…Toward Holiness and Integrity, pt 4 of 6

 This is part 4 of an essay entitled: Sailing Toward Holiness and Integrity: (CLICK FOR PART 1, 2, 3)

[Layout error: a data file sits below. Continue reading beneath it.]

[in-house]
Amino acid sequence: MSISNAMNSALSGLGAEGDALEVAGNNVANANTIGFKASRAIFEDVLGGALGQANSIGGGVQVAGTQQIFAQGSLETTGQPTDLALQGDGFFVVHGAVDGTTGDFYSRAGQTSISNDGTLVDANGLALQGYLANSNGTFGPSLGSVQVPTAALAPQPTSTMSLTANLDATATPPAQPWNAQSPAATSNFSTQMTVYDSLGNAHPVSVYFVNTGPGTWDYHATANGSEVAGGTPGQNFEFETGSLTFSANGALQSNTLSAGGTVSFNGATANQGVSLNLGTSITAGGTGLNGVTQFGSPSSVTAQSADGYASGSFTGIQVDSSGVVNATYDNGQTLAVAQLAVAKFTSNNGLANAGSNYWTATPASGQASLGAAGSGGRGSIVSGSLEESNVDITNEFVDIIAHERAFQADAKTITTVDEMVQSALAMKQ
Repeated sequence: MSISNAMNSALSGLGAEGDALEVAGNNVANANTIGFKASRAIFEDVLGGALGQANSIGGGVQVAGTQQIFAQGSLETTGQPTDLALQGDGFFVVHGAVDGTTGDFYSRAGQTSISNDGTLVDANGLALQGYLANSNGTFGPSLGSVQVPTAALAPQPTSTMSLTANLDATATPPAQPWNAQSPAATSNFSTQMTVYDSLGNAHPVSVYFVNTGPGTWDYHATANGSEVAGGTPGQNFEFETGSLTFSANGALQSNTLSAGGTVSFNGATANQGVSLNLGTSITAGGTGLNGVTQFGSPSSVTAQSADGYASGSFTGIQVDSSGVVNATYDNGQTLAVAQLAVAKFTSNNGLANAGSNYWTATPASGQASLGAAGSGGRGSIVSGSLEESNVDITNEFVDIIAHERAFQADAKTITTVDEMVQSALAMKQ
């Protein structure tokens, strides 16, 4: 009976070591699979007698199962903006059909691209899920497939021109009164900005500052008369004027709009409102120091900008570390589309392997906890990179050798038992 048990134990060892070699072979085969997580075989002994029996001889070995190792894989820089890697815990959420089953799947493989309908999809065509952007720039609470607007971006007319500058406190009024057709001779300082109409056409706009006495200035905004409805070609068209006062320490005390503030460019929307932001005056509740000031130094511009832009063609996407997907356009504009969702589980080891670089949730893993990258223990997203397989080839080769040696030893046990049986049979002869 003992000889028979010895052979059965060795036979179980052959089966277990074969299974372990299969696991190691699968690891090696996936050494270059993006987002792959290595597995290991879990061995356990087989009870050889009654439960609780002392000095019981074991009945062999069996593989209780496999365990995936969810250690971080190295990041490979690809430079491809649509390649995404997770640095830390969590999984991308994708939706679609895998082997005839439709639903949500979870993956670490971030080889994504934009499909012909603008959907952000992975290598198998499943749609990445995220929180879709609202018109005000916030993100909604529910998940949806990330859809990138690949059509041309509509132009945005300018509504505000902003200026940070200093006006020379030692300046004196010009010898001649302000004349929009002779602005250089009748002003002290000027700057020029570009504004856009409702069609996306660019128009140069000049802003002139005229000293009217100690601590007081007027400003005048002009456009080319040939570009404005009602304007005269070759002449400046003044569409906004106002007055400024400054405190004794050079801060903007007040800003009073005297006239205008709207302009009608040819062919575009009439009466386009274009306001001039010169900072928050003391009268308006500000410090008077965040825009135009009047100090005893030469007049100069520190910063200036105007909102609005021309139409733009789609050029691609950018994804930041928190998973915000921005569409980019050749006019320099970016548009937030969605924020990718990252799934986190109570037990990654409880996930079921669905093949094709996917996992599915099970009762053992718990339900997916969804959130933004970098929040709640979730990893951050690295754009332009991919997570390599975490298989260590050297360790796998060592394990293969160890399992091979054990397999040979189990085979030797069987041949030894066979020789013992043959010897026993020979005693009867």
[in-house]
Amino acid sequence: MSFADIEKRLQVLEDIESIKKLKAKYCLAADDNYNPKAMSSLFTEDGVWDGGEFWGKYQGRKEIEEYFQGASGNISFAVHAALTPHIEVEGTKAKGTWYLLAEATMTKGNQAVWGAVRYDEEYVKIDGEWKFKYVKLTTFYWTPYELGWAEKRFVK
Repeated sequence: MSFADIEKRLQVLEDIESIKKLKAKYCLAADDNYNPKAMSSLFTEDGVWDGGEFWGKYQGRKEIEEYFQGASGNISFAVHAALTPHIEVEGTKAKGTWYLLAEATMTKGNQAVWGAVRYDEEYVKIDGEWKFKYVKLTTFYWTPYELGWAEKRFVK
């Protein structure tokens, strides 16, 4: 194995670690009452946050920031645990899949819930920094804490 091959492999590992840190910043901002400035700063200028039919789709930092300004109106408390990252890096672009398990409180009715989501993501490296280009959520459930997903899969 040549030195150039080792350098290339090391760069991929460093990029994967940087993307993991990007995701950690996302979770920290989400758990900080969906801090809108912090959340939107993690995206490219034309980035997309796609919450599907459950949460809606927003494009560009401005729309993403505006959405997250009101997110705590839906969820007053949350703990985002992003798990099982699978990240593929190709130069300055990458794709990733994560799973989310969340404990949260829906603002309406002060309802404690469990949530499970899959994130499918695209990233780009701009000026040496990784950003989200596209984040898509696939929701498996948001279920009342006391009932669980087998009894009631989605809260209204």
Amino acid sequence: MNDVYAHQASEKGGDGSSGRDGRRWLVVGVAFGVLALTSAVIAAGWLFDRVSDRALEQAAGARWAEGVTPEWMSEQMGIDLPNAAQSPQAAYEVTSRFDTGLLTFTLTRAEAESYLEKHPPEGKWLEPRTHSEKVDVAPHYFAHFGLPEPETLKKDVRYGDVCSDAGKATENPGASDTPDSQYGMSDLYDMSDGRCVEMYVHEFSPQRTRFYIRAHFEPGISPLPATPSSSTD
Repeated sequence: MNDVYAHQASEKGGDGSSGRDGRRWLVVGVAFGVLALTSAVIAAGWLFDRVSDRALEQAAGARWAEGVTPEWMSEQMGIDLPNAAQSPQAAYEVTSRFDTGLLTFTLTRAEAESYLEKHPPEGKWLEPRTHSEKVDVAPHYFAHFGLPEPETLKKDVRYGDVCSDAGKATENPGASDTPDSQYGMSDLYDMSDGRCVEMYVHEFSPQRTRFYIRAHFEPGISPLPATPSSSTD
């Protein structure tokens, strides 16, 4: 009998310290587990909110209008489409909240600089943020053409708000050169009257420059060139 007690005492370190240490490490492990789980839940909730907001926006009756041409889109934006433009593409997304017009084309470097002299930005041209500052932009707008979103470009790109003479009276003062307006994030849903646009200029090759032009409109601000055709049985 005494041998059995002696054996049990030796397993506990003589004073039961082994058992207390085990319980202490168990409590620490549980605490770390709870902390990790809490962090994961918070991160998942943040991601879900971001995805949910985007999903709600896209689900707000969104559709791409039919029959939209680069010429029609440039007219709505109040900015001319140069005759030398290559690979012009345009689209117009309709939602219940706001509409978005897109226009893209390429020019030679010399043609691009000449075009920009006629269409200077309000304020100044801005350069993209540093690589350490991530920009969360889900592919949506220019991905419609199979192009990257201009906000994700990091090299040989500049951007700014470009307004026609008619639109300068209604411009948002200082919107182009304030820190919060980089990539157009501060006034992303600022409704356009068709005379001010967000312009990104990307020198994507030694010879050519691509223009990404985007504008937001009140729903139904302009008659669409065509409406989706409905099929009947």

Holiness comes from our alignment with God.  Especially in our current time, we may be too busy to stop and reflect.  What good can result from this busyness?  Not much good.  When we don’t pause, our convictions do not take root.  They are like seed scattered on rocky soil that takes root only enough to get scorched by the sun (Matthew 13:5-7).  Therefore, our actions are based on constant input we receive from the world around us—ever changing and rarely good.  Alignment with God requires reflection, devotion, study, and prayer.  In fact, “losing the sincere sense of spiritual disciplines,” is a sign that one is about to “perpetrate boundary violations (Rediger 38).”  Similarly, St. Ephraim the Syrian, is known to have said “[v]irtues are formed by prayer. Prayer preserves temperance, suppresses anger, restrains pride and envy, draws down the Holy Spirit in to the soul and raises man to heaven (Logue).”  Such alignment with God gives us the strength to hear Him and to fight anything that may hinder us on our way to holiness and integrity.  The root of the word virtue “comes from the Latin virtus, which literally meant something like power (Gill 30).”  This is the same root for the word “virility,” which still carries a meaning of value and potency (Gill 30).  Alignment with God is possible only with God, through His goodness and impartation of virtue—the power to be good. 

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